First published in December 2011, the NFRA has provided Scotland with the knowledge and tools to assess the causes and consequences of river, coastal and surface water flooding, taking into account the effects of climate change. It considers the potential impact of flooding on human health, economic activity, the environment and cultural heritage and is based on the most up to date data available.

The latest assessment estimates there are around 284,000 homes, businesses and services across Scotland at risk of flooding from rivers, surface water and the sea. With advances in technology allowing flood risk data to be gathered in more detail, this figure is more than twice as many as the 108,000 homes, businesses and services identified to be at risk in the 2011 NFRA and 2015 Flood Risk Management Strategies.  

This is due to major advances in our understanding and science, not because the physical risk has changed. New tools and technology have allowed scientists to more accurately assess flood risk with increased granularity. For example, the latest figures take into account more than just a building’s address to gauge its risk factor.

The latest NFRA takes into account large complex sites like universities which, while only having one address, will have multiple buildings or small workshops. In the previous NFRA, this would have been counted as just one property.

Hazard maps have also been updated, with input from local communities, to identify new potentially vulnerable areas.

Climate change will increase the numbers at risk by an additional 110,000 properties by 2080. This equates to 1 in 8 homes and 1 in 5 business and services, up from the 1 in 11 homes and 1 in 7 business and services currently at risk of flooding in Scotland from rivers, surface water and the sea.

“This is our best understanding yet of flood risk in Scotland, with a wider and more detailed national picture than ever before,” explains Steve McFarland, in SEPA’s Flood Risk Planning and Policy team. “Scientific knowledge and understanding of flood risk is constantly evolving. Better data and access to improved mapping and modelling has advanced our understanding of the location of properties at risk. This means SEPA and its partners are better able to reduce the risk to people, properties, businesses, communities, infrastructure and the environment from the potential impact of future increased flooding.”

In a YouGov survey conducted on behalf of SEPA, 91% of Scottish adults feel that Floodline is an important service for flood-prone communities. More than half (53%) of Scottish adults are concerned about more frequent and severe flooding impacting Scotland, rising to 58% amongst those aged 55 and over. But almost 70% (69%) of Scottish adults living in a flood-prone area have not considered putting flood control measures in place over the festive season, such as sandbags, flood gates for properties or installing air brick covers.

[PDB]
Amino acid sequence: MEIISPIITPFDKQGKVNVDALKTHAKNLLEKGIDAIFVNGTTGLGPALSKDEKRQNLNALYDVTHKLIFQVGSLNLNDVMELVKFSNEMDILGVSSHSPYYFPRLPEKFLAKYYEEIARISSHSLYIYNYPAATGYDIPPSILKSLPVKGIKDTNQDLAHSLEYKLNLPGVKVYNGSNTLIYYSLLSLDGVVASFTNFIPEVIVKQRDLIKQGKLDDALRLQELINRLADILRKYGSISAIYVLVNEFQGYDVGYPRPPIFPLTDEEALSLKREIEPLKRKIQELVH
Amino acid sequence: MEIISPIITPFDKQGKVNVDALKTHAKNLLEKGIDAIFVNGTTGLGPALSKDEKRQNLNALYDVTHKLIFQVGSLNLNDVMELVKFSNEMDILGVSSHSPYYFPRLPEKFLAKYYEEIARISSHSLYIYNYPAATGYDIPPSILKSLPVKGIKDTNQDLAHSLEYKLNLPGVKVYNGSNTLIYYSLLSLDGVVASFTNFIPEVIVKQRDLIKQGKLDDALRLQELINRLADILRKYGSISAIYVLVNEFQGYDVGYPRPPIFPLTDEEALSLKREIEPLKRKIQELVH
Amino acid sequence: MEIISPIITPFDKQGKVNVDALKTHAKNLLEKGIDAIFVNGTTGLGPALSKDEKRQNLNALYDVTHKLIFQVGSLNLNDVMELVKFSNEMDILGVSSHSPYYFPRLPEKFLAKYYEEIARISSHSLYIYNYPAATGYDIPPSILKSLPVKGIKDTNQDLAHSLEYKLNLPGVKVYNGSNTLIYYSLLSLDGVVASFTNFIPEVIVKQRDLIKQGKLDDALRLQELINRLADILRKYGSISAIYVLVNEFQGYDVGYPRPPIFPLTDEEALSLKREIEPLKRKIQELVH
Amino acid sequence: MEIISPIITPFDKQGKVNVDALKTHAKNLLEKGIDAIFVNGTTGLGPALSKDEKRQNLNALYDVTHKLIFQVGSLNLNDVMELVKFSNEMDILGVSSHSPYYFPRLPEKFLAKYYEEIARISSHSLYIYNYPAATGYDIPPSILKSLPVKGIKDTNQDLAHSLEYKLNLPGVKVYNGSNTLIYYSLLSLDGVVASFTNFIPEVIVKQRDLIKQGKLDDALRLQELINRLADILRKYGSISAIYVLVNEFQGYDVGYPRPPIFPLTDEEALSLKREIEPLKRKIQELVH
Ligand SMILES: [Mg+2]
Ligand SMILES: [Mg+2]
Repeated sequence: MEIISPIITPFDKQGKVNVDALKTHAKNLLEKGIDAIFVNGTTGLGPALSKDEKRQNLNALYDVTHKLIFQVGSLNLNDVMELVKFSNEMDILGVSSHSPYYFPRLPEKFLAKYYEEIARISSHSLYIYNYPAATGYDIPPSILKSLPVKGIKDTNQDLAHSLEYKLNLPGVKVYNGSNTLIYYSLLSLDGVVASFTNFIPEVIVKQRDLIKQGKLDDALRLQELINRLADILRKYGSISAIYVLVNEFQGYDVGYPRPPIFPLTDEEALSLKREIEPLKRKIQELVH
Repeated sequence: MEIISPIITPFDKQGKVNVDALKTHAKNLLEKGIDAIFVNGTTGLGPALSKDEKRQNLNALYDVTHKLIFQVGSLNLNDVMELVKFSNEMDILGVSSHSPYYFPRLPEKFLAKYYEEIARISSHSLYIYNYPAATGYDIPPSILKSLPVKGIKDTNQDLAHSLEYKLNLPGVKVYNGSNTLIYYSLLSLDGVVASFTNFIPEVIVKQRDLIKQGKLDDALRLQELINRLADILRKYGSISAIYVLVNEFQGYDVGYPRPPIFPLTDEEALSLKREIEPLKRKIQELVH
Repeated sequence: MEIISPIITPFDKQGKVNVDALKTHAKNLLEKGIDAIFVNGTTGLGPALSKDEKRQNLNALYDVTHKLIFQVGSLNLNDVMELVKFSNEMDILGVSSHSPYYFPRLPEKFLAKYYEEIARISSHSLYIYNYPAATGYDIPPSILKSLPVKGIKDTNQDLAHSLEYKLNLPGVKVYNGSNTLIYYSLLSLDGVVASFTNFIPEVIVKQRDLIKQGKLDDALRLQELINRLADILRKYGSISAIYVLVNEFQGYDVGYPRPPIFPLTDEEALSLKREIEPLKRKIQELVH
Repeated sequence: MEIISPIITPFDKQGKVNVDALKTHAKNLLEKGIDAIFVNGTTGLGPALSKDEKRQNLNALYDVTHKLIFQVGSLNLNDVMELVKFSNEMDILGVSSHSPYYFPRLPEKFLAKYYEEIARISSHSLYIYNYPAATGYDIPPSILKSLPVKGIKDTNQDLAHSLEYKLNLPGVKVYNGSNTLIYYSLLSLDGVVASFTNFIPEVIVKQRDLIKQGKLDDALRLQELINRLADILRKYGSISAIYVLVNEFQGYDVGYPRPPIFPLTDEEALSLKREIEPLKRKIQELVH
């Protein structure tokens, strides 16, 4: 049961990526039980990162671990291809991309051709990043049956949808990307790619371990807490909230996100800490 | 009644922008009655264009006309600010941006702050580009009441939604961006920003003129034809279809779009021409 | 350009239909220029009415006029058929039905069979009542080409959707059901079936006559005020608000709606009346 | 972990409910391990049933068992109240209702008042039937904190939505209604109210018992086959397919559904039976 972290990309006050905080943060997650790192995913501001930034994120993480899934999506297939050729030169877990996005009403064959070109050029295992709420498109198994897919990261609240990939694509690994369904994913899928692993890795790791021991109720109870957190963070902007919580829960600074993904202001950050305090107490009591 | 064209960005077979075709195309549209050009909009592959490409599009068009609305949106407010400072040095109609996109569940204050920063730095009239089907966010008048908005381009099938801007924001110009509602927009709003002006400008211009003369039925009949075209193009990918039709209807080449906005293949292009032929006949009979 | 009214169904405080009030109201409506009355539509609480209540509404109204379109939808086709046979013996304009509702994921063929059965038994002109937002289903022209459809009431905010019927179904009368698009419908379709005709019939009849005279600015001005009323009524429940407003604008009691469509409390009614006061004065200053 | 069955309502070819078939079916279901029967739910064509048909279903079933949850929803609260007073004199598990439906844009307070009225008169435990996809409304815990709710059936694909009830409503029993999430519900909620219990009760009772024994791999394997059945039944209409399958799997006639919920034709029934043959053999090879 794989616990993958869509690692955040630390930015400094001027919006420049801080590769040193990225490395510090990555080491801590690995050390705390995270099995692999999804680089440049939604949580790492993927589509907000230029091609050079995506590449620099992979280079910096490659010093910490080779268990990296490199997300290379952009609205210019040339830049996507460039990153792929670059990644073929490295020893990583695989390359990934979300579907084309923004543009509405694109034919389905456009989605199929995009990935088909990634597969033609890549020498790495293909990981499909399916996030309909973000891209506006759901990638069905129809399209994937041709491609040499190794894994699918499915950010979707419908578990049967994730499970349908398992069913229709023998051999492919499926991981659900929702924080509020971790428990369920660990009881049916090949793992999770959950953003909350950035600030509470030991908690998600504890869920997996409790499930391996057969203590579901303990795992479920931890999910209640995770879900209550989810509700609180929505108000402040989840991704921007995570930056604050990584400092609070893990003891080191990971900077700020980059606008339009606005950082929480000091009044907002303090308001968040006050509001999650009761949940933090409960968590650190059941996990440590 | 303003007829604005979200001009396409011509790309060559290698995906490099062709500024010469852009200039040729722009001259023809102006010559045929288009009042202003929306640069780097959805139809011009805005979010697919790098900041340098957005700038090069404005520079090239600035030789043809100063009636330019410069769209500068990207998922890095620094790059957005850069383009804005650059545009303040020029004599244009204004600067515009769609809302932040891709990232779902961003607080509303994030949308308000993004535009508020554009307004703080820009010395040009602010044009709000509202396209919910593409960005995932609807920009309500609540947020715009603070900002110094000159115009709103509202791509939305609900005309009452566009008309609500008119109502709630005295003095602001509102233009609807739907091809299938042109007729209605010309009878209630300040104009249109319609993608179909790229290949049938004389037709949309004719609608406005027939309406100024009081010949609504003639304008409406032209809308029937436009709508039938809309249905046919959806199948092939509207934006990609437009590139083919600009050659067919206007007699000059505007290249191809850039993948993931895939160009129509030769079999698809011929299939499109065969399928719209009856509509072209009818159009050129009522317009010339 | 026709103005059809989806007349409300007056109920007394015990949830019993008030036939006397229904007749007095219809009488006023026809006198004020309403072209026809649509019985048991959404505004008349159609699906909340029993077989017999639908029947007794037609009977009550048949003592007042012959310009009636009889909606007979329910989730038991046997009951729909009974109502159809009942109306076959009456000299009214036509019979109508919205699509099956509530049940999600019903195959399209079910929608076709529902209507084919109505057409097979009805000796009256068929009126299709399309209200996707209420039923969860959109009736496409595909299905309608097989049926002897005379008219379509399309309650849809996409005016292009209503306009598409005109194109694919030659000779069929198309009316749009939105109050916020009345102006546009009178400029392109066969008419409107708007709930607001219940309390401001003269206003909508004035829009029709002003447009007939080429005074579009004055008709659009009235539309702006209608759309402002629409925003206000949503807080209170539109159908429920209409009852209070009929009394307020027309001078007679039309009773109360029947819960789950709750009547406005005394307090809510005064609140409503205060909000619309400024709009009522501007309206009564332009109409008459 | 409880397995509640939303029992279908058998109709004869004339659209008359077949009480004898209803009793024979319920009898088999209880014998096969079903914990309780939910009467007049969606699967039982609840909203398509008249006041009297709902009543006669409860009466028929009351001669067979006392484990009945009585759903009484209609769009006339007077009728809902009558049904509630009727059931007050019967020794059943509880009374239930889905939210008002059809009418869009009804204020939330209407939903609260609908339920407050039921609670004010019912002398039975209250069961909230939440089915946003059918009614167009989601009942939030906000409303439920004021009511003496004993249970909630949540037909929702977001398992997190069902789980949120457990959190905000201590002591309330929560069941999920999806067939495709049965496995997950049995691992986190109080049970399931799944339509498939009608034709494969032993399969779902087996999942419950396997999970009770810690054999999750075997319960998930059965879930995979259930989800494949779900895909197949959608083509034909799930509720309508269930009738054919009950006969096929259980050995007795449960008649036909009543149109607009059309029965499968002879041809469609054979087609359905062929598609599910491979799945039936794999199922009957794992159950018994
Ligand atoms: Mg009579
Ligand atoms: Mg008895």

“Homeowners, businesses and communities need to recognise their risk, get prepared and take action to help reduce the impact that flooding on their life,” SEPA’s Stewart Prodger concludes.

Here are five simple things that you can do in advance in case flooding is forecast:

  • Be aware: sign up to get SEPA’s free Floodline messages direct to your phone for your home and travel areas. Register online or call 0345 988 1188;
  • Be prepared: if your home or business is in a flood risk area, make sure you have left it as well flood protected as possible, and if you’re away, make sure a neighbour, or a friend or family member, who lives nearby, can easily contact and help you. For a list of flood risk warning areas, visit this webpage;
  • Be active: maintain your property by doing simple things like keeping gutters and drains clear of blockages like leaves;
  • Be covered: make sure your domestic or business insurance covers flooding;
  • Be ready: prepare an emergency flood kit either to take away with you on holiday or in case you need to leave your home.

The Scottish Government is committed to working to reduce flood risk across Scotland and is investing £420 million over the next ten years to protect homes in many of Scotland’s most flood-prone areas.

SEPA currently provides a flood warning service to almost 300 communities across Scotland and this September launched 19 new coastal flood warning areas covering Orkney and Scotland’s North East Coast between Aberdeenshire and Montrose in Angus.

The 2018 National Flood Risk Assessment tool is available here.

You can use this link to search for an area of interest using a postcode district, local authority, town or settlement or by Potentially Vulnerable Area (PVA). The tool is not designed to identify individual properties at risk of flooding. Instructions on how to use the tool are included in the link, alongside more information on the NFRA.

Is this page useful?

Yes No Report an issue on this page

Thank you. If you have 2 minutes, we would benefit from additional feedback (link opens in a new window).

Please note: Content is displayed as last posted by a PreventionWeb community member or editor. The views expressed therein are not necessarily those of UNDRR, PreventionWeb, or its sponsors. See our terms of use